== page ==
Tech reporter Artem Russakovskii from Android Police wrote a harrowing story about how the Google home assistant he was given to test out at an October 4 tech event turned into a creepy surveillance unit.
Russakovskii reports that the device recorded him thousands of times per day without even being instructed to. It also tried to randomly respond to environmental noises. After asking for Google’s help, the reporter found that the unit had a damaged touch panel that recorded ‘phantom’ touch events.
The new device is equipped with a sensitive surface that reacts to touch stimuli that can be used to issue a command instead of saying “OK Google”. The defective device was reportedly recording random touches so it could have the authorization to start audio recording and store the output on Google servers.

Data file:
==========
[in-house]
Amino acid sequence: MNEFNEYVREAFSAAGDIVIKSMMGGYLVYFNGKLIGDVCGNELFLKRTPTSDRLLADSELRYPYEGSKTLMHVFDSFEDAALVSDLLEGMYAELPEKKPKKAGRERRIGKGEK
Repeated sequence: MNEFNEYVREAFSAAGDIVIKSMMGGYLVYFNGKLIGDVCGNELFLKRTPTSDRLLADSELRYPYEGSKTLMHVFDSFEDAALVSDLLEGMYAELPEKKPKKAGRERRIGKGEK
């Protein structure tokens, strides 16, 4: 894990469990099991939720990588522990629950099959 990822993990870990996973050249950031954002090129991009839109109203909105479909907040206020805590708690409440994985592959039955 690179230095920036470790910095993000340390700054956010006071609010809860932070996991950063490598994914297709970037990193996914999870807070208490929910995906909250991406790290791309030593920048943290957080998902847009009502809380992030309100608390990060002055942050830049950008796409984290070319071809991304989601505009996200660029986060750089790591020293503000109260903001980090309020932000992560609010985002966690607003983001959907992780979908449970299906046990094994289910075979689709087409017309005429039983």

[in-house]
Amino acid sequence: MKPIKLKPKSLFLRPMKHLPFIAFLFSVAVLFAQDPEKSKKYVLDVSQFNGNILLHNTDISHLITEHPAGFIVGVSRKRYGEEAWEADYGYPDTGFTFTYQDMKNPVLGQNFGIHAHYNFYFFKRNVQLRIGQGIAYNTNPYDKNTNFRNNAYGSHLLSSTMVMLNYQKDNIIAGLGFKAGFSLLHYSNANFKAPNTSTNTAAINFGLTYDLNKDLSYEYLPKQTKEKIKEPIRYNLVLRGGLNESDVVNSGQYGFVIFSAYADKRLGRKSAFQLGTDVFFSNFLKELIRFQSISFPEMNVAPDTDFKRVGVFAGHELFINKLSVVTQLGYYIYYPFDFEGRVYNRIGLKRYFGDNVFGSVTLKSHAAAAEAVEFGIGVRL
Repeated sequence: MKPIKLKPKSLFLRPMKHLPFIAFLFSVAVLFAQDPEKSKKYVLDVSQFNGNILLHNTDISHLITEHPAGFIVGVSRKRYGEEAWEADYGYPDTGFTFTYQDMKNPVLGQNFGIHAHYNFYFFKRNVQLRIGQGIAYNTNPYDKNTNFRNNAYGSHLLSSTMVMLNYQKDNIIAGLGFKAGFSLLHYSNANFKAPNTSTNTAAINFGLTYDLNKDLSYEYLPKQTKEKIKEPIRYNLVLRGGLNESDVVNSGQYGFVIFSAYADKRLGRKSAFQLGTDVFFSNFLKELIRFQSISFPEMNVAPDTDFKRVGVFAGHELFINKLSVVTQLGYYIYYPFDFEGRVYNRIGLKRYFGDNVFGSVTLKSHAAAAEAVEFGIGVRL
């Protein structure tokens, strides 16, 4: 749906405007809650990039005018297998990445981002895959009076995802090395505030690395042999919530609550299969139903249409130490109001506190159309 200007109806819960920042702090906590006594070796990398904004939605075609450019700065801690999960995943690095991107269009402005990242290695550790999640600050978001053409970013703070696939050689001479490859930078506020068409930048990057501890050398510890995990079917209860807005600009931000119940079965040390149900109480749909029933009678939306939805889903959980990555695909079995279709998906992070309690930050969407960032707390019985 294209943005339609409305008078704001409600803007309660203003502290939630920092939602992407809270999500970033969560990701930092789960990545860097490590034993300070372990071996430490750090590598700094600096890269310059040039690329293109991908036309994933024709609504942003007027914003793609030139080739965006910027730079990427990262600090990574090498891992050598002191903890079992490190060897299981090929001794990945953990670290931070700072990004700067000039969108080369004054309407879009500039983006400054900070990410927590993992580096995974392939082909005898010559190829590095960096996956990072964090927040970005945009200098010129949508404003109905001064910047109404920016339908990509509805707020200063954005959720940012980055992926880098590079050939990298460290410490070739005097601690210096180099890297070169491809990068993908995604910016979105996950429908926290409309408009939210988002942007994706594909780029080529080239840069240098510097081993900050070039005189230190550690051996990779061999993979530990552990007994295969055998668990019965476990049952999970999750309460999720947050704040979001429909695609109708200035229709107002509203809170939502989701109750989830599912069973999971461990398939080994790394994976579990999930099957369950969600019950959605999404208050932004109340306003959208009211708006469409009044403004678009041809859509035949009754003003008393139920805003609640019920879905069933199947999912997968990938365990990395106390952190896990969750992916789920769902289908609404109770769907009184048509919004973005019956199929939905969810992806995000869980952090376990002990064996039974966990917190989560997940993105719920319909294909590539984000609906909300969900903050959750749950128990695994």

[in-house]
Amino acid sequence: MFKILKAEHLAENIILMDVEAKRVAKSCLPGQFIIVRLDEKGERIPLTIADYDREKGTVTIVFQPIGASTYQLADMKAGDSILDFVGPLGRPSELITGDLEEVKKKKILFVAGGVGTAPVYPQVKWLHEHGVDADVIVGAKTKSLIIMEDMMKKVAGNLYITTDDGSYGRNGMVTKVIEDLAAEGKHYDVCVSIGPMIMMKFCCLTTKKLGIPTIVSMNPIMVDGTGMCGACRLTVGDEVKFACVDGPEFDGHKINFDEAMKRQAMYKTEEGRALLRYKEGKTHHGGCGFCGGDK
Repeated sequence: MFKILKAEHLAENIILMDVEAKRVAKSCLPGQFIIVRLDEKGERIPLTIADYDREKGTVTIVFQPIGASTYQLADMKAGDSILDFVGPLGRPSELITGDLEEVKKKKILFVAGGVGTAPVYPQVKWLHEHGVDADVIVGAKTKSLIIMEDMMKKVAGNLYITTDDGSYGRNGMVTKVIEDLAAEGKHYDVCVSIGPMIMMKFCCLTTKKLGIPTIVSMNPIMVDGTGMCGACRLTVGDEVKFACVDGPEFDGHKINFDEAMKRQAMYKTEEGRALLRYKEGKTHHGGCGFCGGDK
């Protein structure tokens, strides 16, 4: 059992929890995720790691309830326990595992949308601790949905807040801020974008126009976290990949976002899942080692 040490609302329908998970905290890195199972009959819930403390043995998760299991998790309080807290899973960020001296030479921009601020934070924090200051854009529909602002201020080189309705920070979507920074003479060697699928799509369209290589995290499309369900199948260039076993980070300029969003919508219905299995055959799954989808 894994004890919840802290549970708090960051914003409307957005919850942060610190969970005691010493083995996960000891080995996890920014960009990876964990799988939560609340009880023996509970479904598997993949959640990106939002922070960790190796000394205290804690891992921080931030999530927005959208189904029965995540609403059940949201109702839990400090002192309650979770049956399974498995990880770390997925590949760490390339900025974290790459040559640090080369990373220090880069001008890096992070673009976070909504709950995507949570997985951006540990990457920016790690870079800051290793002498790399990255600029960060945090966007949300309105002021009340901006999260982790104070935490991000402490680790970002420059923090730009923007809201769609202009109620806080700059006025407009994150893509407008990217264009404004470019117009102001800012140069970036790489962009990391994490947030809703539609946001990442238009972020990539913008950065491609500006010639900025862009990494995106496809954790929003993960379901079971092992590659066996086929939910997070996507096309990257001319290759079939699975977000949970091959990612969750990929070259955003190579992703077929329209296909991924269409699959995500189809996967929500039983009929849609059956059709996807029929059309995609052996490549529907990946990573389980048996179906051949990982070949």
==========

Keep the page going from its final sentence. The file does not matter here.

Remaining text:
Google Admits There’s a Problem
Google Home team acknowledged they have a pre-release problem, on the company’s support page. Nevertheless, the issue affecting the touch-control interface affects just “a small number” of devices, Google assured users.
“We immediately rolled out a software update on October 7 to mitigate the issue,”
the statement from the Google team says.
Meanwhile, the company disabled the feature that starts audio recording after a long-press move on all Google Home Minis. Google also said that they’ve erased any recordings made between October 4 and October 7 by faulty devices from Google servers.
Reportedly, only people who received the device before the release date were affected by the glitch. The Google Home Mini is slated for release Oct. 19, 2017.
Image Source: Google store